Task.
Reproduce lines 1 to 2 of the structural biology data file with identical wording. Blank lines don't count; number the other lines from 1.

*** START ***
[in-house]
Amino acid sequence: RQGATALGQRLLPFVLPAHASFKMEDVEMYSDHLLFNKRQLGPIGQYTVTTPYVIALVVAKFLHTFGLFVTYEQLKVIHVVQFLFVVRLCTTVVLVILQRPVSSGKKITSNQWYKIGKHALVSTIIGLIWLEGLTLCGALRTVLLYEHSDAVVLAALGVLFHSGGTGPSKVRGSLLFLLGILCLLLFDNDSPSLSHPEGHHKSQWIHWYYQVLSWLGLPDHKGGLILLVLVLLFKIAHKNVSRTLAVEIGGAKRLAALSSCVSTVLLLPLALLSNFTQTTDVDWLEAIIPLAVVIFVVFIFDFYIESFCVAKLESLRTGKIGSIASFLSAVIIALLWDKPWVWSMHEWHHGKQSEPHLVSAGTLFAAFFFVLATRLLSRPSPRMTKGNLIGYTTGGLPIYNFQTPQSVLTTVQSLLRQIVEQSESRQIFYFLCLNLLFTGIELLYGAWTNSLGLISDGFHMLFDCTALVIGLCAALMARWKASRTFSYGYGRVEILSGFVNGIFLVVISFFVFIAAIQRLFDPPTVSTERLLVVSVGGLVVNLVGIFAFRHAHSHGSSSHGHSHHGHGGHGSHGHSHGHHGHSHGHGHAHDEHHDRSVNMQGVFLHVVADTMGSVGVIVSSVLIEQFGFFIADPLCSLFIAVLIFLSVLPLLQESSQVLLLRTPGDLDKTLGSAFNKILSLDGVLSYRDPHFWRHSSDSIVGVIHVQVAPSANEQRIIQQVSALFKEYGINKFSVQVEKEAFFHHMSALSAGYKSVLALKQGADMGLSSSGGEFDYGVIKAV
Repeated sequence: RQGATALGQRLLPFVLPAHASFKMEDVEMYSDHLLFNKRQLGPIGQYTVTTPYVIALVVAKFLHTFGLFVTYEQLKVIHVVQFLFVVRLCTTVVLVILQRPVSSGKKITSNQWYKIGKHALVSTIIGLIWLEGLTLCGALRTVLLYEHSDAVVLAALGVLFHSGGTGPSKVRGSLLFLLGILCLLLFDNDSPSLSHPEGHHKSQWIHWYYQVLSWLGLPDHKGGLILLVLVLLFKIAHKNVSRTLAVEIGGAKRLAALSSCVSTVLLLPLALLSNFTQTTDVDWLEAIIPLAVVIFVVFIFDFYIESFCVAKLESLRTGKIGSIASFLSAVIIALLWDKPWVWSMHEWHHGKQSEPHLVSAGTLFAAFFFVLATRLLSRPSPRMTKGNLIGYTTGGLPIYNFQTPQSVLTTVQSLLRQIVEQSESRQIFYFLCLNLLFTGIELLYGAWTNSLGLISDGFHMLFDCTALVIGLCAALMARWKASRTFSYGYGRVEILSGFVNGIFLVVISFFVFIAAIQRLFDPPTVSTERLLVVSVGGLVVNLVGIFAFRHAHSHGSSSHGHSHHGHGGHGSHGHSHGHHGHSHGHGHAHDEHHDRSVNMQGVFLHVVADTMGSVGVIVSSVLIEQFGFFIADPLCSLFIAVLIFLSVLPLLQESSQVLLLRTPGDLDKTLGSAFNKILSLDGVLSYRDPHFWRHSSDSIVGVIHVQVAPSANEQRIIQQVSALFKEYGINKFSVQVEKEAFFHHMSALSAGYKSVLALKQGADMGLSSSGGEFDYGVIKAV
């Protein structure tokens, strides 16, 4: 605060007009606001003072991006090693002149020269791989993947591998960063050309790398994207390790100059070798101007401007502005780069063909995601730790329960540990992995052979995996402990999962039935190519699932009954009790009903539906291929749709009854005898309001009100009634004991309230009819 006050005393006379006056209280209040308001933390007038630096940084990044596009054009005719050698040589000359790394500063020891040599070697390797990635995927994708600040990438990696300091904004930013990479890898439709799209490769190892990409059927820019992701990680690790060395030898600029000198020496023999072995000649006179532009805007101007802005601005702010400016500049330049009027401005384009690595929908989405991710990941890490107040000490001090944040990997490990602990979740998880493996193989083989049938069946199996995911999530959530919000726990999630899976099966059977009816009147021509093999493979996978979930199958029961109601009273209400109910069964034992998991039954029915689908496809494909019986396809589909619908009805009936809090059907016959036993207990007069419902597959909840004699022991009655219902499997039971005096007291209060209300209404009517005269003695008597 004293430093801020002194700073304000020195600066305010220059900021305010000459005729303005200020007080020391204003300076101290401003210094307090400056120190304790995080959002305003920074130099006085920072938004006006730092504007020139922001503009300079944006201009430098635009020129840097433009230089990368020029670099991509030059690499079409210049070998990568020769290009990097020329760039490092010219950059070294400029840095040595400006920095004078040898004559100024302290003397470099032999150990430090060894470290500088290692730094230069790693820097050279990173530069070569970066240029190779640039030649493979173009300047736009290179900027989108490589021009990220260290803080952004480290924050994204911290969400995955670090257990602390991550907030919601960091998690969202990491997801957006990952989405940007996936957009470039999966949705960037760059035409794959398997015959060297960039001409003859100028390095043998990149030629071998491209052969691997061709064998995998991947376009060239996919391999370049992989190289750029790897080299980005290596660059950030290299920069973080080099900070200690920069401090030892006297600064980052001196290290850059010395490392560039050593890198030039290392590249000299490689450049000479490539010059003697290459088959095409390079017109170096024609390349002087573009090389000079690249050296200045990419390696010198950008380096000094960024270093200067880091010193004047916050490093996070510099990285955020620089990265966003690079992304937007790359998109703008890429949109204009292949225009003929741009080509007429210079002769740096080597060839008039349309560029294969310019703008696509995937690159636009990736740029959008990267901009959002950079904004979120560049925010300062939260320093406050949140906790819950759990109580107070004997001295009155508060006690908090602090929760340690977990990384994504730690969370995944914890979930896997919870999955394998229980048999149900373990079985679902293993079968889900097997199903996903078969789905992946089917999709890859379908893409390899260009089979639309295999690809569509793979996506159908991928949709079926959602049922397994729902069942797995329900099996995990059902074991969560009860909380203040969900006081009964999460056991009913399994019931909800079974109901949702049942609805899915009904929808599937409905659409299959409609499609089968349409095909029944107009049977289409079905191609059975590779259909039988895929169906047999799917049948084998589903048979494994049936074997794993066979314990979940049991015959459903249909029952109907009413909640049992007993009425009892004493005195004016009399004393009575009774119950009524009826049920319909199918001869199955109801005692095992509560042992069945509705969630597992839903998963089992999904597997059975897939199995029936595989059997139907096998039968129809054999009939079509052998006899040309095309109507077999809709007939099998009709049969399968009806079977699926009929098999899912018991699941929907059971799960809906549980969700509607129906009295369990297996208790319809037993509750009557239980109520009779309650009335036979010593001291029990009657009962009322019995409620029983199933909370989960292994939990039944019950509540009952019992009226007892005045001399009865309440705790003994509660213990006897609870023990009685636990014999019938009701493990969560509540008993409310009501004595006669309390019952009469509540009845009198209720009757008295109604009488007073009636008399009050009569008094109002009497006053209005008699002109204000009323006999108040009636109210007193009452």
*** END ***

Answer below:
[in-house]
Amino acid sequence: RQGATALGQRLLPFVLPAHASFKMEDVEMYSDHLLFNKRQLGPIGQYTVTTPYVIALVVAKFLHTFGLFVTYEQLKVIHVVQFLFVVRLCTTVVLVILQRPVSSGKKITSNQWYKIGKHALVSTIIGLIWLEGLTLCGALRTVLLYEHSDAVVLAALGVLFHSGGTGPSKVRGSLLFLLGILCLLLFDNDSPSLSHPEGHHKSQWIHWYYQVLSWLGLPDHKGGLILLVLVLLFKIAHKNVSRTLAVEIGGAKRLAALSSCVSTVLLLPLALLSNFTQTTDVDWLEAIIPLAVVIFVVFIFDFYIESFCVAKLESLRTGKIGSIASFLSAVIIALLWDKPWVWSMHEWHHGKQSEPHLVSAGTLFAAFFFVLATRLLSRPSPRMTKGNLIGYTTGGLPIYNFQTPQSVLTTVQSLLRQIVEQSESRQIFYFLCLNLLFTGIELLYGAWTNSLGLISDGFHMLFDCTALVIGLCAALMARWKASRTFSYGYGRVEILSGFVNGIFLVVISFFVFIAAIQRLFDPPTVSTERLLVVSVGGLVVNLVGIFAFRHAHSHGSSSHGHSHHGHGGHGSHGHSHGHHGHSHGHGHAHDEHHDRSVNMQGVFLHVVADTMGSVGVIVSSVLIEQFGFFIADPLCSLFIAVLIFLSVLPLLQESSQVLLLRTPGDLDKTLGSAFNKILSLDGVLSYRDPHFWRHSSDSIVGVIHVQVAPSANEQRIIQQVSALFKEYGINKFSVQVEKEAFFHHMSALSAGYKSVLALKQGADMGLSSSGGEFDYGVIKAV